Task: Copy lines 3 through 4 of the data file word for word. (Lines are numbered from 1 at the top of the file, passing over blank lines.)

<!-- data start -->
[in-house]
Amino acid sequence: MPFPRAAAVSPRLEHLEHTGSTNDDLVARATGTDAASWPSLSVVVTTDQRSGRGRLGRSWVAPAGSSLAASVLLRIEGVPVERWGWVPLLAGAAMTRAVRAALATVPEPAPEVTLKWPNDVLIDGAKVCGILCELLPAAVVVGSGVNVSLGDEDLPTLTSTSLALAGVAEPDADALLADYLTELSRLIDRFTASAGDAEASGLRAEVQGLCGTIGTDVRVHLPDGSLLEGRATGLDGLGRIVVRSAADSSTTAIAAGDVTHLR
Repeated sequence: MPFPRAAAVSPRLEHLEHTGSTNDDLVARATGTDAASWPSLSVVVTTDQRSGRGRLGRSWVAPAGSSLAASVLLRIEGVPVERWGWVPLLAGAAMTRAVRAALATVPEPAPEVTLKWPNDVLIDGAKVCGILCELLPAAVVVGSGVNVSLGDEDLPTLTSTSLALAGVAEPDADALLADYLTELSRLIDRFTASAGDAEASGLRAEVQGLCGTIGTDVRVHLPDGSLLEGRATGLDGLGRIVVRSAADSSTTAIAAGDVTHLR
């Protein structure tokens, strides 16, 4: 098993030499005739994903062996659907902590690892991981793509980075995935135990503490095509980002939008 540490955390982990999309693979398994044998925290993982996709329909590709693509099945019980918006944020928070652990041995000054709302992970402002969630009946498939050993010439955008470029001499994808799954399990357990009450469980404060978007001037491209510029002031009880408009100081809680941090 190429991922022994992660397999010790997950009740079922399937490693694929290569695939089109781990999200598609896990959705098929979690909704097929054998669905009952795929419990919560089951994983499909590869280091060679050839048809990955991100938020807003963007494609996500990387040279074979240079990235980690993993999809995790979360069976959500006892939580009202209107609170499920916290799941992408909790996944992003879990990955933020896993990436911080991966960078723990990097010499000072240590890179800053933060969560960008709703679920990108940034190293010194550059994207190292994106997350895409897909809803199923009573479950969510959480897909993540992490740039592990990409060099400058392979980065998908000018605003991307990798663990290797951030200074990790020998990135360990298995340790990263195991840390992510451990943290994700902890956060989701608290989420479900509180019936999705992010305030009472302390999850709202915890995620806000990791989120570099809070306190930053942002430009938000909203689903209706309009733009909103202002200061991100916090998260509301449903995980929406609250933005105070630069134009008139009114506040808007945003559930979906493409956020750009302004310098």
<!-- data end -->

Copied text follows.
Repeated sequence: MPFPRAAAVSPRLEHLEHTGSTNDDLVARATGTDAASWPSLSVVVTTDQRSGRGRLGRSWVAPAGSSLAASVLLRIEGVPVERWGWVPLLAGAAMTRAVRAALATVPEPAPEVTLKWPNDVLIDGAKVCGILCELLPAAVVVGSGVNVSLGDEDLPTLTSTSLALAGVAEPDADALLADYLTELSRLIDRFTASAGDAEASGLRAEVQGLCGTIGTDVRVHLPDGSLLEGRATGLDGLGRIVVRSAADSSTTAIAAGDVTHLR
């Protein structure tokens, strides 16, 4: 098993030499005739994903062996659907902590690892991981793509980075995935135990503490095509980002939008 540490955390982990999309693979398994044998925290993982996709329909590709693509099945019980918006944020928070652990041995000054709302992970402002969630009946498939050993010439955008470029001499994808799954399990357990009450469980404060978007001037491209510029002031009880408009100081809680941090 190429991922022994992660397999010790997950009740079922399937490693694929290569695939089109781990999200598609896990959705098929979690909704097929054998669905009952795929419990919560089951994983499909590869280091060679050839048809990955991100938020807003963007494609996500990387040279074979240079990235980690993993999809995790979360069976959500006892939580009202209107609170499920916290799941992408909790996944992003879990990955933020896993990436911080991966960078723990990097010499000072240590890179800053933060969560960008709703679920990108940034190293010194550059994207190292994106997350895409897909809803199923009573479950969510959480897909993540992490740039592990990409060099400058392979980065998908000018605003991307990798663990290797951030200074990790020998990135360990298995340790990263195991840390992510451990943290994700902890956060989701608290989420479900509180019936999705992010305030009472302390999850709202915890995620806000990791989120570099809070306190930053942002430009938000909203689903209706309009733009909103202002200061991100916090998260509301449903995980929406609250933005105070630069134009008139009114506040808007945003559930979906493409956020750009302004310098």